On August 10, 2016, LWCC filed an answer to Original USA and AIIC's third party demand, along with a reconventional demand seeking a declaratory judgment that the written contract between A-Port and Original USA barred Original USA and AIIC from seeking reimbursement or recovery of workers' compensation benefits paid from A-Port or LWCC. On August 24, 2016, Original USA and AIIC filed a motion for summary judgment. In their motion, Original USA and AIIC alleged that LWCC was the responsible carrier on Mr. Walton's workers' compensation claim. Specifically, Original USA and AIIC argued that because A-Port was a borrowing employer, LWCC (as A-Port's workers' compensation insurer) was required to pay the workers' compensation benefits of Mr. Walton and to reimburse AIIC for any workers' compensation benefits it had already paid to Mr. Walton. Original USA and AIIC further argued that because the contract contained no valid and enforceable indemnification agreement, no "waiver of subrogation, " and no reference to "alternate employer coverage, " LWCC was the responsible carrier on this claim. Original USA and AIIC based their arguments primarily on the holding of Sanchez v. Harbor Const. Co., Inc., 2008-0316 (La.App. 4 Cir. 10/1/08); 996 So.2d 584, writ denied, 2008-2572 (La. 1/9/09); 998 So.2d 720.

         In its memorandum in opposition to Original USA and AIIC's motion for summary judgment, LWCC argued that the contract between Original USA and A-Port required that Original USA procure workers' compensation insurance to all Original USA payroll employees, including Mr. Walton. In support of this argument, LWCC points to the contract that provided the hourly rate for riggers, which stated that the hourly rate "includes Original USA General Labor providing the required General Liability and Workers Compensation Insurance for our personnel." LWCC further argued that the AIIC policy issued to Original USA contained an alternate employer endorsement, which, along with the pay rate information, indicates that A-Port would be insured for its compensation obligations as Walton's borrowing employer and that recovery would be waived against the insurer of the borrowing employer. LWCC argued that Original USA and AIIC were therefore not entitled to summary judgment. AIIC argued in response that the alternate employer endorsement proffered by LWCC would not take effect unless there was a contractual requirement to trigger it. AIIC argued that there was no such trigger in the present case.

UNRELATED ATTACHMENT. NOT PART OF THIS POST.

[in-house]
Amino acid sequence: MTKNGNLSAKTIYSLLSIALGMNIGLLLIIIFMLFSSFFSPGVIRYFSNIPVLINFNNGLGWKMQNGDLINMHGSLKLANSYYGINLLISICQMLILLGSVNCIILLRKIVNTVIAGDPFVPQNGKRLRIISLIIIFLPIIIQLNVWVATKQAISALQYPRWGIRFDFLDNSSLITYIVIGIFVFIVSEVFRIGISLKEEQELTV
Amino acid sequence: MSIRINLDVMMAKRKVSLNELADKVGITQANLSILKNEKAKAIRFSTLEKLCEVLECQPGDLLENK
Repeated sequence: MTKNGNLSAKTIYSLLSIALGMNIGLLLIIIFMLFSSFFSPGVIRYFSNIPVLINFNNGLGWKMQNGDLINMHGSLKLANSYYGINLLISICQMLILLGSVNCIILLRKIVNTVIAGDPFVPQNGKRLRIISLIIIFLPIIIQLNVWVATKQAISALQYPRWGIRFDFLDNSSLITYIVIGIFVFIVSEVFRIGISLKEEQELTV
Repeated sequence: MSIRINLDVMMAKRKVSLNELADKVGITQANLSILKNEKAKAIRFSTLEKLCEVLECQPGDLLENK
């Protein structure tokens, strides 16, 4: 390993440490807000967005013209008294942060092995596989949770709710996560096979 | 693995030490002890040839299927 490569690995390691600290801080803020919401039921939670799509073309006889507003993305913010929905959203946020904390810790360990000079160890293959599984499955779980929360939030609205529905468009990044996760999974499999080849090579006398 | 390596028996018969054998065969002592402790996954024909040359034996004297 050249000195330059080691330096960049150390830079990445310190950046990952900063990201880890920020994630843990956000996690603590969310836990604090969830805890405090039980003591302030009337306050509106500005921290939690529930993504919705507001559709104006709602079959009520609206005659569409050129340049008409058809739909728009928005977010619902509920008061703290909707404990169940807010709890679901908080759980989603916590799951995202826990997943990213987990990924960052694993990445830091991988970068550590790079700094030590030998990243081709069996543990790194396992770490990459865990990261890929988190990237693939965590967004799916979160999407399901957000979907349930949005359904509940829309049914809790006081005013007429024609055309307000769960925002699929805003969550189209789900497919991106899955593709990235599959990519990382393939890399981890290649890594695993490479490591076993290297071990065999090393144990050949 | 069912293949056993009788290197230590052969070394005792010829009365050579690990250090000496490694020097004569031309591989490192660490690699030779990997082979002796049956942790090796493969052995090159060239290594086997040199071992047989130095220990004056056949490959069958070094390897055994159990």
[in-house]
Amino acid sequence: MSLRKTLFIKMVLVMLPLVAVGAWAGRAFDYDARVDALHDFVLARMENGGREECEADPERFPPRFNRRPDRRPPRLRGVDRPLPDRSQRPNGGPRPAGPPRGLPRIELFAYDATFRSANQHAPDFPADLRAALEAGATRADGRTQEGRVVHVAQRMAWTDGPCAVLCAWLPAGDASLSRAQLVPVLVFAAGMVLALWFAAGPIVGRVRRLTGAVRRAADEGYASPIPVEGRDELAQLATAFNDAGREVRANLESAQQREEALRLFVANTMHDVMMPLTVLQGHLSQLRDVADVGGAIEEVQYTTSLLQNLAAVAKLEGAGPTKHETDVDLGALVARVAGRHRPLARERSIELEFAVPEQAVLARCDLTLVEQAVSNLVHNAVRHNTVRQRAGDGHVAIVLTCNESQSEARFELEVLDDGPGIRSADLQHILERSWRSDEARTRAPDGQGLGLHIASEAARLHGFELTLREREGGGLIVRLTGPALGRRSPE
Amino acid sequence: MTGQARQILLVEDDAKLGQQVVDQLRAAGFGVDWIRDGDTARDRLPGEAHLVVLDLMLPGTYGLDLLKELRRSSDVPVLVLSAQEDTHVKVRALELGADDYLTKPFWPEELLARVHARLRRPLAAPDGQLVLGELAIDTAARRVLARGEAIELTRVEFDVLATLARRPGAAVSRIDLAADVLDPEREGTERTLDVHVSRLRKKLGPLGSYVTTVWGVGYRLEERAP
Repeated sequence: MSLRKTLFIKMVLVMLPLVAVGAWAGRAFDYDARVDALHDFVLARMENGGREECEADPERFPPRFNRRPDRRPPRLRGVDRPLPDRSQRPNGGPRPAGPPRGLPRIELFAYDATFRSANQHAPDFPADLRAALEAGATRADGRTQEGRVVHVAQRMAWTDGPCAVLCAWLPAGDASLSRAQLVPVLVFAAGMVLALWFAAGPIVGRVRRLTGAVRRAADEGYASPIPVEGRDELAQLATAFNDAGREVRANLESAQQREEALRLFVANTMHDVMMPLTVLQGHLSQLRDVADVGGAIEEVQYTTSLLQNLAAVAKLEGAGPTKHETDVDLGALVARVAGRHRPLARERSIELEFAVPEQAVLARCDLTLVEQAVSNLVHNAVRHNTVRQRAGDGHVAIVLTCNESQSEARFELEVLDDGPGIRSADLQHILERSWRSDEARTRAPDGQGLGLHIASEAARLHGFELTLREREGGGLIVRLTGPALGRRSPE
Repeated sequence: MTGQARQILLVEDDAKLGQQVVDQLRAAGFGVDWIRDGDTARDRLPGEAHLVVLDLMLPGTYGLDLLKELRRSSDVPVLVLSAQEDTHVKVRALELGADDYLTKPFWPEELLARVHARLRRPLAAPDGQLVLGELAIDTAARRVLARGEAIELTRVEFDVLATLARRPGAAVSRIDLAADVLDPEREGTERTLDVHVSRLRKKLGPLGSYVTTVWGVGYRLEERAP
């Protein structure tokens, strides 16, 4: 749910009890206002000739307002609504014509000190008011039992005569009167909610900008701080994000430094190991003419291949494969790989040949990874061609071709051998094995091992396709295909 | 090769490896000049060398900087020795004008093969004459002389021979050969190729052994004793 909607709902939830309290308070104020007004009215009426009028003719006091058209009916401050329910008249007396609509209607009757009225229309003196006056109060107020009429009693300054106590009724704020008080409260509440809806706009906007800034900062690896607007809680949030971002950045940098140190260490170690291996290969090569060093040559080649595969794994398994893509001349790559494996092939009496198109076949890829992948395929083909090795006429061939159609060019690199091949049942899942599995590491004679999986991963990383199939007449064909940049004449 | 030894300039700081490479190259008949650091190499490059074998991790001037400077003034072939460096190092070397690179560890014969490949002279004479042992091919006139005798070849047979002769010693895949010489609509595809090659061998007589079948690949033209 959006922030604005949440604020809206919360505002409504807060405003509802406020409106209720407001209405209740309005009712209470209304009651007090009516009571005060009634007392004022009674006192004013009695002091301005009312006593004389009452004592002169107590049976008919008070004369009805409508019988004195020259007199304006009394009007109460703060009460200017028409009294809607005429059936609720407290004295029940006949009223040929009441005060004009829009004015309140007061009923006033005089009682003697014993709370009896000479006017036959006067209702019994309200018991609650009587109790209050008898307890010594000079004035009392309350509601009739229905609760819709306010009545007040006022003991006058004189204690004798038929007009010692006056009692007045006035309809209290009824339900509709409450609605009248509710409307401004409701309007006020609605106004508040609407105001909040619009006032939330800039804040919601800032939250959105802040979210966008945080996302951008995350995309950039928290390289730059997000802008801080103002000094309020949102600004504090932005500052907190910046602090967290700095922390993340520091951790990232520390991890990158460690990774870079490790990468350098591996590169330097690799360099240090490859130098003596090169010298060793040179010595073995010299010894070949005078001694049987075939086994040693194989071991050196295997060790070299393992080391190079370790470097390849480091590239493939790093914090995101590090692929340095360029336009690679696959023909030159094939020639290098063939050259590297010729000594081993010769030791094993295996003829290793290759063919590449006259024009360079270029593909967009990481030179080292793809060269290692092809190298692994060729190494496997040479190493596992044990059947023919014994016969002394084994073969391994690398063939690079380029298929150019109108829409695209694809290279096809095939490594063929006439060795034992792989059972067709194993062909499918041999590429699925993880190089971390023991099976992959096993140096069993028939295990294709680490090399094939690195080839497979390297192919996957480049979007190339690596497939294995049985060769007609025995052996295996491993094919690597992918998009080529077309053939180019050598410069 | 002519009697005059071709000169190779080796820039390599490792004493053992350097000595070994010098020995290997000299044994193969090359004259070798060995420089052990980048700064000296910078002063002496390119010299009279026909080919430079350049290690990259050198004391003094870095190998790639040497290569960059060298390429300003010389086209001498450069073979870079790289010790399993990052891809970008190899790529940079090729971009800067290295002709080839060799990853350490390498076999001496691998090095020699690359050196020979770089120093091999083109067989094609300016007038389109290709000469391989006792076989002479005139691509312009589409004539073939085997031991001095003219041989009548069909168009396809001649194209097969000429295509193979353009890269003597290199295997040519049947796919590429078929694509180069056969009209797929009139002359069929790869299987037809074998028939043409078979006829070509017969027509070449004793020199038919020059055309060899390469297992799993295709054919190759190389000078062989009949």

On November 29, 2016, the trial court granted the motion for summary judgment filed by Original USA and AIIC, dismissing the claims asserted by LWCC in its reconventional and third party demands. On January 6, 2017, the trial court amended its judgment and certified the judgment as final for appeal purposes pursuant to La. C.C.P. art. 1915(B).

         This appeal followed.

         ASSIGNMENTS OF ERROR

         Appellant assigns the following as error:

(1) The Trial Court erred in ruling that LWCC is the responsible carrier for Walton's LHWCA benefits when A-Port is an additional insured under Original USA's policy with AIIC, which further states that AIIC will not pursue LWCC as insurer of A-Port, the ...